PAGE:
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Auckland remembers, honours fallen Anzacs

NZ Newswire logoNZ Newswire 24/04/2017 Angelo Risso

Where a military campaign failed and more than 2000 Kiwi men lost their lives, a nation's sense of self was born, attendees at Auckland's Anzac Day commemorations have heard.

Around 5000 people braved a crisp morning in the City of Sails on Tuesday to commemorate Anzac Day and the 102nd anniversary of the Gallipoli landings.

A slightly smaller crowd, including young families, tourists and dignitaries, attended a mid-morning service later in the day.

At Auckland War Memorial Museum's dawn service, Mayor Phil Goff said the Gallipoli campaign may have failed to achieve its objectives but nevertheless imbued Kiwis with a new sense of statehood.

New Zealand sent more men to fight in the Great War per head of population than any other nation and 8556 served Anzac Cove alone - 2721 were killed and 4752 wounded.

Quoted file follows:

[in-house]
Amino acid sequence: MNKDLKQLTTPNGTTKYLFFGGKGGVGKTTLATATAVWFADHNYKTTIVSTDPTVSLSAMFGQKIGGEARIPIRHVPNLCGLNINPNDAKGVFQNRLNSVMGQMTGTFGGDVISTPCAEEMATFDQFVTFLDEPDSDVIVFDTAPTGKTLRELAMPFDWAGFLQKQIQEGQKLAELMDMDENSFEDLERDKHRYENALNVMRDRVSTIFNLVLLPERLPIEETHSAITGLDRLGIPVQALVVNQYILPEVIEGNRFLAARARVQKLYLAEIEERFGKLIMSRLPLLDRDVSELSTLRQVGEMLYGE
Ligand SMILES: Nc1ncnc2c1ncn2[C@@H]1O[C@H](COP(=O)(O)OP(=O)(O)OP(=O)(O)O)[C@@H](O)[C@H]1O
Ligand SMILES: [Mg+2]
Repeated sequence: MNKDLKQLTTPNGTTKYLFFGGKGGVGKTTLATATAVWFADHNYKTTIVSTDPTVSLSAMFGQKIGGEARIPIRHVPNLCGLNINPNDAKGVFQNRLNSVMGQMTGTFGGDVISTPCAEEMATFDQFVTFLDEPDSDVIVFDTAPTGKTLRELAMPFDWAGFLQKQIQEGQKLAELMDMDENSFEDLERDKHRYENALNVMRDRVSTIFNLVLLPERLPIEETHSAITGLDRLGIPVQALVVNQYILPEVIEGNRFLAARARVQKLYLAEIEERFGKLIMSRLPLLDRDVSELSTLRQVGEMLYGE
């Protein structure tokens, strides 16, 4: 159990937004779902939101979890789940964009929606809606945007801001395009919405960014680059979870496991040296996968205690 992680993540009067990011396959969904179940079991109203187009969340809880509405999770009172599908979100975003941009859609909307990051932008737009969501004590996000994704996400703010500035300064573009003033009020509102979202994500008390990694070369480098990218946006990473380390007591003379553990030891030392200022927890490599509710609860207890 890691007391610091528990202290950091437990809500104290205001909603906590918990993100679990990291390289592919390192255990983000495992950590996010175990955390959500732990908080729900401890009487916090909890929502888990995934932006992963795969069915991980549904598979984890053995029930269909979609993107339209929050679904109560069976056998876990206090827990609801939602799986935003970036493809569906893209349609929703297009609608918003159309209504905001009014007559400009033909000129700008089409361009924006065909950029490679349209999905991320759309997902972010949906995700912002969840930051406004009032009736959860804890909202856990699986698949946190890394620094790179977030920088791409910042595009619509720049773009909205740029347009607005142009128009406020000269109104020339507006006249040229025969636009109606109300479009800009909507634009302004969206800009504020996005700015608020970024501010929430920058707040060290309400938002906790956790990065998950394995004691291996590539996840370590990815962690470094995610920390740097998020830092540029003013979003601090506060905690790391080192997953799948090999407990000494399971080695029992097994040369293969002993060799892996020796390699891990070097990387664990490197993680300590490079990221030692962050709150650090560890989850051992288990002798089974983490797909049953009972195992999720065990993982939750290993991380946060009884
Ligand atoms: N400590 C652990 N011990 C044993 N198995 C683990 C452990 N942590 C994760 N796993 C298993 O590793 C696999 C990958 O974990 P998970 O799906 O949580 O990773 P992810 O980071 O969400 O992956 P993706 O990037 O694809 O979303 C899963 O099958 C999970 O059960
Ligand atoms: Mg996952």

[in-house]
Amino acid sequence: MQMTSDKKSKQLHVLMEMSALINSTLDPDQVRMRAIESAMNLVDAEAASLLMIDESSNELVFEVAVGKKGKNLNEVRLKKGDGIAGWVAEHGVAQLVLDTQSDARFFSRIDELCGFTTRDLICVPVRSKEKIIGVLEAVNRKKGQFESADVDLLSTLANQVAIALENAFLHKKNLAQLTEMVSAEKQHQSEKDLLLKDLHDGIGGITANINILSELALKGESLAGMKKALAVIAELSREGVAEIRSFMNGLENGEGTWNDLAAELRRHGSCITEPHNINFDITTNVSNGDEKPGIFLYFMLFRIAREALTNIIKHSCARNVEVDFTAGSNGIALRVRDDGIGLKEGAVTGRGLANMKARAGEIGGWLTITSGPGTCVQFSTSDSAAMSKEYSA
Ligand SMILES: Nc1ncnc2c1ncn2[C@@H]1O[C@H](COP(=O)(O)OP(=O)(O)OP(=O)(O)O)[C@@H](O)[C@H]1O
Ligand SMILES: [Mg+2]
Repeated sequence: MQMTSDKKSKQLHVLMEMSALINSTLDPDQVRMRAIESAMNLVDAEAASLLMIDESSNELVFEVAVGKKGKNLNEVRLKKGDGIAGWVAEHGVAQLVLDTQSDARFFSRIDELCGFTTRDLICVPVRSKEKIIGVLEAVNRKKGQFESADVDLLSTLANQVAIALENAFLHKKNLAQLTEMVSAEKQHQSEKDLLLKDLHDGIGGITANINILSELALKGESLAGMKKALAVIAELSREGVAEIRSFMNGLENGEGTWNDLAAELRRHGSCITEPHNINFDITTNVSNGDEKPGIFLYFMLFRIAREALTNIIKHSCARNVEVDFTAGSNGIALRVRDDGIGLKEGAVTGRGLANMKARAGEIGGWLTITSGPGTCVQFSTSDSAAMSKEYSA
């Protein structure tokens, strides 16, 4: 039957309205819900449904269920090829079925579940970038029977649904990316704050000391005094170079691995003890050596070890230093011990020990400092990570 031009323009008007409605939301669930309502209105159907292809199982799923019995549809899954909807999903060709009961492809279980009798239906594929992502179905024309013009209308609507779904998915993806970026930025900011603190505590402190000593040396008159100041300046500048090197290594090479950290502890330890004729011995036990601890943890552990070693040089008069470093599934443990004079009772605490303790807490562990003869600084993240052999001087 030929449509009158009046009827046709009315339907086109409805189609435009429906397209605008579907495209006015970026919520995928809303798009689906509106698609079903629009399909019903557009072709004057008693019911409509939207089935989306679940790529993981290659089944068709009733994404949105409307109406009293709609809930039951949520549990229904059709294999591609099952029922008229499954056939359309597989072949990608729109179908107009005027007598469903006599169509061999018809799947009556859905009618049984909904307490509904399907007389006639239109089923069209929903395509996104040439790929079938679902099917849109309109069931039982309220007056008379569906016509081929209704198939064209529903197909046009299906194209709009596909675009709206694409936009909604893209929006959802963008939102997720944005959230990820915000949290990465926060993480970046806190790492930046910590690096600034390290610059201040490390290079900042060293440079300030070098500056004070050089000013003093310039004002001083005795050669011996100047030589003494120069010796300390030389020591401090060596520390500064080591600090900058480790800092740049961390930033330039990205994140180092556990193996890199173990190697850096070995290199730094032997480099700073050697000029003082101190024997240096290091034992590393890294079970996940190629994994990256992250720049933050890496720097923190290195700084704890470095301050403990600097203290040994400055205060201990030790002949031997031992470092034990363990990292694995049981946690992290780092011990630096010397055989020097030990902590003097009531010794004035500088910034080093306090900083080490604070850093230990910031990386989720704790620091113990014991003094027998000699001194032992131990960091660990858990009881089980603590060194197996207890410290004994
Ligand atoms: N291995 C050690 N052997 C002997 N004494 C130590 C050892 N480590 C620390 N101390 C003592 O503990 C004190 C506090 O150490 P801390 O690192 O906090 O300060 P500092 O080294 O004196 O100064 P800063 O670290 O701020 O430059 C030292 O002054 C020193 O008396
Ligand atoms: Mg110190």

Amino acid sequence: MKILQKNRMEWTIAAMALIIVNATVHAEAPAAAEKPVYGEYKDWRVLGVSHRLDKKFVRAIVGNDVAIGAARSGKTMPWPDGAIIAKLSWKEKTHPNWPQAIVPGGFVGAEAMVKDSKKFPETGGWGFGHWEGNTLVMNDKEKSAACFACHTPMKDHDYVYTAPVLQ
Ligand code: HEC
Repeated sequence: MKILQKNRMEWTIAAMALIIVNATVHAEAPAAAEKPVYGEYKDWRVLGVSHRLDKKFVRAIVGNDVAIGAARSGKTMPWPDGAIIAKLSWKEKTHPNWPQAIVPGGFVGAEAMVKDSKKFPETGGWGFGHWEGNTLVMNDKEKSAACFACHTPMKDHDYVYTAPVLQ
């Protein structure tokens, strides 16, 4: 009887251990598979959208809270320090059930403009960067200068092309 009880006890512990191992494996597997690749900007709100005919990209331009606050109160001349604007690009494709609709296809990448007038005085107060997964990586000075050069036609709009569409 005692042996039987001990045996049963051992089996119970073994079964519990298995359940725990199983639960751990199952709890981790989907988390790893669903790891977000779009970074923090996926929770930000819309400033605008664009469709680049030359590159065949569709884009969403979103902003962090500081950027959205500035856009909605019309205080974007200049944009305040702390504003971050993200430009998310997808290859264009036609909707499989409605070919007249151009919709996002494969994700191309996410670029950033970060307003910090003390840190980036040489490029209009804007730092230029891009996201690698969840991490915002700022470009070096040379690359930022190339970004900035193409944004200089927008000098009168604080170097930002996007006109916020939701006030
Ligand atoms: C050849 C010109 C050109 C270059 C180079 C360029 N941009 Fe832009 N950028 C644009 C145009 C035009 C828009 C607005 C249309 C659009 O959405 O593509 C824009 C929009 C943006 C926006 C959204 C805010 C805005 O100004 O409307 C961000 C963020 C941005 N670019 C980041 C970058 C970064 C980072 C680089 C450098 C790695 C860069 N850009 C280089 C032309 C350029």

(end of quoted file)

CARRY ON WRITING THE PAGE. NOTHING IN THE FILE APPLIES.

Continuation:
"Those who left New Zealand to fight for King, for England and for empire, came home as New Zealanders," Mr Goff told the crowd.

The morning's service was commenced by a Maori incantation from Vietnam veteran Robert Newson, before prayers were conducted.

Hymns were then sung by the crowd, including students in school uniforms, before the sounding of the Last Post, the reciting of an ode of remembrance and the bugle call.

Mr Goff, after his address, saluted the Unknown Warrior by placing a cross in the museum's court of honour.

After the ceremony, Aucklanders lined up to place poppies on the cenotaph at the museum and to mingle with servicemen.

Later in the morning, Joint Forces New Zealand commander, Major General Tim Gall, gave an address explaining the evolution of the Kiwi armed forces into a smaller, professionalised unit.

Wreaths were laid in front of the cenotaph by a range of ambassadors, including Cook Islands Prime Minister Henry Puna.

Across the entire four-year war, almost 100,000 Kiwis served in units overseas, just under 10 per cent of the country's population.

More than 18,000 died as a result, while 60,000 were wounded.

"Anzac Day does not glorify war - that is not what those who suffered and died for their country would have wanted," Mr Goff said.

"Today is a day of remembrance.

"Scarcely a community or family was left untouched by this tragedy."

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